It may not be an exaggeration to say   that warts and all the political culture of party primaries are getting more sophisticated, election after election.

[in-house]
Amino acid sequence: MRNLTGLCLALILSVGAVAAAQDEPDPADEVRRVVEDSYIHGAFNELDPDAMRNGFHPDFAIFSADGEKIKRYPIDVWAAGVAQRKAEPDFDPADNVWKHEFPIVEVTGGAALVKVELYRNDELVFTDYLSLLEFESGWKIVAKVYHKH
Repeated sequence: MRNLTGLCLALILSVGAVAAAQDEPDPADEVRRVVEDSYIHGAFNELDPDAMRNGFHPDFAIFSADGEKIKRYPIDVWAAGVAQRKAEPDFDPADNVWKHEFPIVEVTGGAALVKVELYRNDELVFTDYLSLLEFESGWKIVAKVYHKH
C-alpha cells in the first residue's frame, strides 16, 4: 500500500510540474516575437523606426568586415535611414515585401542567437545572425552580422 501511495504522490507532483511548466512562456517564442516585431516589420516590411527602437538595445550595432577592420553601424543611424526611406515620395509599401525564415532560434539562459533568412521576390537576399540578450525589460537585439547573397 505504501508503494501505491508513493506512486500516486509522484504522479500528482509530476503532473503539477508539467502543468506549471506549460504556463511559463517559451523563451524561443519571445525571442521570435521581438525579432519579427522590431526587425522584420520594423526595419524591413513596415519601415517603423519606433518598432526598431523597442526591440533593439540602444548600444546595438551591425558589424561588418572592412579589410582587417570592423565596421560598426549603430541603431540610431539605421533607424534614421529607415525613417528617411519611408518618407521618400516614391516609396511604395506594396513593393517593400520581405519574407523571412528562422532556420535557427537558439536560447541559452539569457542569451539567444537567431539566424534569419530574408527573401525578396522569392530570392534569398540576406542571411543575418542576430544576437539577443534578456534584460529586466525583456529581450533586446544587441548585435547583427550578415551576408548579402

However, the popular perception is that delegates often return  from party conventions richer.  This is, of course, one of the reasons why it is said that the current politics is too expensive for those contesting elections.  It is not an issue for only  the delegates and the aspirants. It is a symptom of the structural faults in the polity and the deficit in the  democratic content of the process. A lot of money is believed to be spent by aspirants in mobilising the delegates for their votes. In a light-hearted mood, Governor Nasir el-Rufai remarked  the other day that “some people say that delegates may not make heaven” given the manner in which  they “endorse” every aspirant that “meets” them for support during the primary election. The governor spoke when an APC presidential aspirant, Rt. Hon. Rotimi Amaechi, was introduced to the Kaduna State delegates. Although El-Rufai quickly  added that the “Kaduna state delegates would make heaven,”  the point is not lost on observers. The Kaduna delegates had earlier endorsed another presidential aspirant, Asiwaju Bola Tinubu,  before they subsequently embraced other aspirants who also visited the state to canvass for delegates’ votes. On another occasion,  former governor of Jigawa State and a notable chieftain of the PDP,  Alhaji Sule Lamido,  described primary elections of political parties as “human trade fairs,”  what with the humiliating  manner in which the  delegates are  sometimes treated by agents of aspirants who act as if they have procured the delegates’ votes as commodities. In the past, some delegates “mobilised” to support an aspirant were reportedly “camped” in venues in which rival aspirants would have no access to them before voting. In some cases the handsets  of the aspirants were  seized to avoid communication with opponents or actions that could lead to sabotage. There have been reports of other crude  “strategies” by some  aspirants.